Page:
The metadata is all stored in the name node. It stores where all of the block are located and the order of the blocks in a file. Data is merged as needed behind when you call methods on the instance of the java.io.InputStream returned when calling open. So, when you open a file for reading you are making a connection to one of the machines that has a copy of the first block of the file. As you read the data and you finish with the first block the second block is then fetched for you from what ever machine has a copy of it and you continue until all blocks are read. Typically in map/reduce each mapper, that is reading data will read one block, and possibly a little bit more from the start of the next block. That way you never have all of the file in memory on any machine. Typically they only process a small part of the block at a time, one key/value pair. However there is nothing stopping you from doing something bad, and trying to cache the entire contents of the file in memory as you read it from the stream, except that you would eventually get an out of memory exception.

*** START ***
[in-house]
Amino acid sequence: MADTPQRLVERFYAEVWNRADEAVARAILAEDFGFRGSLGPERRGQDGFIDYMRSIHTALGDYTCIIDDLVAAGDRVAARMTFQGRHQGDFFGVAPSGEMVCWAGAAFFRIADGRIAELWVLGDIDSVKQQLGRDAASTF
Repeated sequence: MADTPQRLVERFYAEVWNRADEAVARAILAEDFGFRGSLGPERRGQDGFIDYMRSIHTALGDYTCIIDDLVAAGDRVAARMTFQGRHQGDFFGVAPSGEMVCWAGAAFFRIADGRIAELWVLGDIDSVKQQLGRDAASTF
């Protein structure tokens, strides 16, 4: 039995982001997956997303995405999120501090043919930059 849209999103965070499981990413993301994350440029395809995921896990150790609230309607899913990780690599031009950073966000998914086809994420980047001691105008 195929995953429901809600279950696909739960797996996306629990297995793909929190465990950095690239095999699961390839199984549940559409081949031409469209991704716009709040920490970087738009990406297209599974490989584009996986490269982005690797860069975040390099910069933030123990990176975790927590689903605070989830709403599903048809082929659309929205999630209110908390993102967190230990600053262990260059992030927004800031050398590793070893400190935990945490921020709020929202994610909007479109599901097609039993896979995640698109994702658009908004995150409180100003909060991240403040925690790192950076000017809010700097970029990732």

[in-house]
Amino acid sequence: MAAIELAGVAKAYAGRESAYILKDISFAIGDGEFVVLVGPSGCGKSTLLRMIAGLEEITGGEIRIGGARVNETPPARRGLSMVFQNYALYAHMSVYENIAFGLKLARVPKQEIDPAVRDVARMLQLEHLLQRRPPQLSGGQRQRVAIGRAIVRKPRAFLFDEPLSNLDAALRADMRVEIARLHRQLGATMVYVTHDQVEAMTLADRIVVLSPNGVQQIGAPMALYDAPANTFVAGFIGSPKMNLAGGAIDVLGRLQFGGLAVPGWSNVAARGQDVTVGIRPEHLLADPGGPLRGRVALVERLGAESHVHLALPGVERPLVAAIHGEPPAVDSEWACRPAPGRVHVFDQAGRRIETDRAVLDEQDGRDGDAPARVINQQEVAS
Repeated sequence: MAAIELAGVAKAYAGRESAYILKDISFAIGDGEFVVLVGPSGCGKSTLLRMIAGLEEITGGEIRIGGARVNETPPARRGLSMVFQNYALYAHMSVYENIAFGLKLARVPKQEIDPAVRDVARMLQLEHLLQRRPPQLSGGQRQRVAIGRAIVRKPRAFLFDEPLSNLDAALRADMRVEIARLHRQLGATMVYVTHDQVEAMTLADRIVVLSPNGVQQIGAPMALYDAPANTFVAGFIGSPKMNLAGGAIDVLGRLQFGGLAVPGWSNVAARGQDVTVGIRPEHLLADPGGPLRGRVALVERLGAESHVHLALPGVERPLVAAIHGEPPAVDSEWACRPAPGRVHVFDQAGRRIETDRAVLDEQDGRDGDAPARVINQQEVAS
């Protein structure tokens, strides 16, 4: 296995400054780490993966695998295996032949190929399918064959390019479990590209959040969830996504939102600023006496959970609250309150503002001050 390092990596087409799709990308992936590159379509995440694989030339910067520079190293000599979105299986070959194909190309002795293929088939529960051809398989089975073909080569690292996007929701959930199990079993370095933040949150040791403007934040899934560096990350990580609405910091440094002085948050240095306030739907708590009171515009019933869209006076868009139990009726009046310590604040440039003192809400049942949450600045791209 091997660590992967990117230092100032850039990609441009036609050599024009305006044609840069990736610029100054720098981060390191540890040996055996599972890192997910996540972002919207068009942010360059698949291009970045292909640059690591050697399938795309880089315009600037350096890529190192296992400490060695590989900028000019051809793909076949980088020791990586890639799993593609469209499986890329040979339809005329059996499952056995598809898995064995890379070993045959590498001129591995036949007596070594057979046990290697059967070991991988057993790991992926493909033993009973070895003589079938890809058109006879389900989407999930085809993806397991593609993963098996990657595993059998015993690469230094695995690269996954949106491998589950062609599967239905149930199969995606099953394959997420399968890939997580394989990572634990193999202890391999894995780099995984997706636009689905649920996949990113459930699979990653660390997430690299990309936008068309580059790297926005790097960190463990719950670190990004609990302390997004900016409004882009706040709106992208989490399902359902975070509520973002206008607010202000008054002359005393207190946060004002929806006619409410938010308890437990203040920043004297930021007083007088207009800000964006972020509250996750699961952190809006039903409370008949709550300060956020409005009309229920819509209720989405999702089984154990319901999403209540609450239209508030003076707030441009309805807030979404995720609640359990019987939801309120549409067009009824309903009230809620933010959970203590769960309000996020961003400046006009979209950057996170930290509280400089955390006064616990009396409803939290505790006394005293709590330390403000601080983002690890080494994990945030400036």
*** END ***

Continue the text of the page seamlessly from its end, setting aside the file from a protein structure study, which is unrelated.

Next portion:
On 4/19/11 4:19 AM, "Shreya Chakravarty" <[EMAIL PROTECTED]> wrote:
I have a query regarding how Hadoop merges the data back which has been split into blocks and stored on different nodes.
* Where is the data merged as we say that the file can be so huge that it doesn't fit onto one machine
* Where is the sequence maintained for merging it back.
Thanks and Regards,
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